In its very first step in considering risks to consumers from FGD wallboard, EPA quickly dispenses any concern about mercury releases to household dust while the wallboard is installed in a building. (3)
Its proof: a single, unnamed, document, as is explained deep in the report. Page 4 of Section 5: Results, Uncertainties, and Conclusions, reads: “One existing evaluation was found to be relevant to releases from FGD gypsum wallboard. Based on this evaluation, the evaluation did not retain releases to dust, ground water, and surface water for further consideration.” (emphasis added)
The report does not identify the study used to discount these releases, so it is not possible to evaluate the merits of this conclusion. Nor does it explain why it would consider one study, rather than multiple ones, to be sufficient for discounting these major potential exposure pathways. The absence of data does not equate to the absence of risk.
The agency not only rejects any consideration of exposure to dusts directly released by wallboard, it also fails to investigate another pathway for exposure: the adsorption of mercury vapor, emanating from wallboard, onto interior dust particles and surface materials. It fails to quantify the cumulative effect of sorption over time, for example in carpets upon which infants crawl. Instead, it presumes that all mercury in the air is mixed with outside air and leaves the building.
EPA’s compounds its failure of due diligence as it progresses through the methodology. In the final steps of its analysis, EPA estimates how much mercury would concentrate in indoor air from FGD wallboard. Its calculation depends entirely upon a mercury “emanation rate” from a single study, which was funded by a wallboard manufacturer (Georgia Pacific), using samples provided by that manufacturer.
One rate, based on testing products from one wallboard factory, with the samples and the funding for the research all provided by the same manufacturer, for the most vital data point in its calculation should not be considered sufficient to evaluate the FGD wallboard industry as a whole. But that is the flimsy foundation for a conclusion that has enormous economic, environmental, and public health consequences.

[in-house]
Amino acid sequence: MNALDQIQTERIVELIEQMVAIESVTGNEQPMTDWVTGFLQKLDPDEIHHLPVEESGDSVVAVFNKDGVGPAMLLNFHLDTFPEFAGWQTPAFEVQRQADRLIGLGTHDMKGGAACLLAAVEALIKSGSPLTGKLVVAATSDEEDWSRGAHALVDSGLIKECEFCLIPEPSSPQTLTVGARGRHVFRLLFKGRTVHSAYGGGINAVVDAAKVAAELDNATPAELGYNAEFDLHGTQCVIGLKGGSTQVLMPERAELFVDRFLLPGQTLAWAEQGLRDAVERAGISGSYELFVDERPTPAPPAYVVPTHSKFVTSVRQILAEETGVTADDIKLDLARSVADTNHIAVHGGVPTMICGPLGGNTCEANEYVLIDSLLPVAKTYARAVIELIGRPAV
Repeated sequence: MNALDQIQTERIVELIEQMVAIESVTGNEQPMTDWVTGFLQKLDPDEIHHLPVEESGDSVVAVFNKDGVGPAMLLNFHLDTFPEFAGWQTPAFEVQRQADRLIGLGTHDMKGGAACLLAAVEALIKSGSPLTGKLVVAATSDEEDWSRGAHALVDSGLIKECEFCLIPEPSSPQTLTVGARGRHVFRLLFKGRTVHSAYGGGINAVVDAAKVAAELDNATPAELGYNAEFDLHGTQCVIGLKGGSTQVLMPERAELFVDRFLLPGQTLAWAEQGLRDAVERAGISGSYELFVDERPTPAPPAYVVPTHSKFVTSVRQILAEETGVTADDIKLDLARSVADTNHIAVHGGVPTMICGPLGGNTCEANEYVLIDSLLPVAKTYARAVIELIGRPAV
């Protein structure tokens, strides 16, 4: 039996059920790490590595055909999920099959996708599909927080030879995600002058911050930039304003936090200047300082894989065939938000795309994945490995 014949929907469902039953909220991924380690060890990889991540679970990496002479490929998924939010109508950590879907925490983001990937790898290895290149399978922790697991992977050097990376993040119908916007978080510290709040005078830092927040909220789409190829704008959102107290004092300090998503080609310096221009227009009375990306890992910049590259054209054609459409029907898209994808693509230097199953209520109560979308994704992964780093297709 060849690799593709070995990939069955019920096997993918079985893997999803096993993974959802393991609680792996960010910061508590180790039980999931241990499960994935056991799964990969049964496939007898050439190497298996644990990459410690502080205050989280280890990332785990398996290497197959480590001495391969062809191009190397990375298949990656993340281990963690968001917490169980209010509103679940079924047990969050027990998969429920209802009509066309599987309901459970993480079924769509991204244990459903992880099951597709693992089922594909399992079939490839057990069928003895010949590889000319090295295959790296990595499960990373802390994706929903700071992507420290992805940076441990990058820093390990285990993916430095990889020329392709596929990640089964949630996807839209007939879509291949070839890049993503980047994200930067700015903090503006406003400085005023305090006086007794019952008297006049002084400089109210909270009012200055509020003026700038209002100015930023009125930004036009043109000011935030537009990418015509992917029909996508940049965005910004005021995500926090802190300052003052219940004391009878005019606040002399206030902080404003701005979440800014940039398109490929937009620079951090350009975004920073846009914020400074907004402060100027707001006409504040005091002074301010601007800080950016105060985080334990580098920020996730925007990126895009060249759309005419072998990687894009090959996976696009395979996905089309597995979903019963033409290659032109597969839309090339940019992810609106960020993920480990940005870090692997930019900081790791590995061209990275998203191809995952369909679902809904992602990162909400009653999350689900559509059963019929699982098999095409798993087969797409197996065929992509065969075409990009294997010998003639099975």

The agency asserts: “Based on this comparison, exposures to mercury vapor emitted by FGD gypsum wallboard do not warrant further consideration for human receptors.”
In 2011, the EPA Inspector General said the agency “promoted beneficial uses of Coal Combustion Residues based on incomplete information, without knowing the risks associated with each type of beneficial use.” That charge still stands, after this latest report. The agency’s rush to absolve FGD wallboard products from further scrutiny in the absence of full and independent data betrays the essentially political nature of its conclusions.
(1) The report carries this disclaimer: “While fly ash and FGD gypsum may not be the only CCR or industrial material that may be beneficially used in concrete or wallboard, this evaluation does not address the beneficial use of other industrial materials. This evaluation also draws no conclusions about other beneficial uses of fly ash and FGD gypsum." (page 2)
(2) The introduction to the “Independent External Peer Review of the Preliminary Draft Report,” defines “Encapsulated beneficial uses” as “those that chemically bind or physically isolate CCRs in a solid matrix that prevents mobilization of the CCRs into the surrounding environment.” This definition does not seem to square with “mercury emanation rates” from wallboard used in EPA’ subsequent evaluation of FGD wallboard that reveal a steady state airborne migration of mercury from the wallboard’s “solid matrix.”
(3) In Step One of its evaluation of FGD wallboard, EPA states that “Based on a review of the available literature.... (f)or FGD gypsum wallboard, the single potential release retained was to air. The one Constituent of Primary Concern identified for this release was mercury.” (Page 13-14 of Section 1)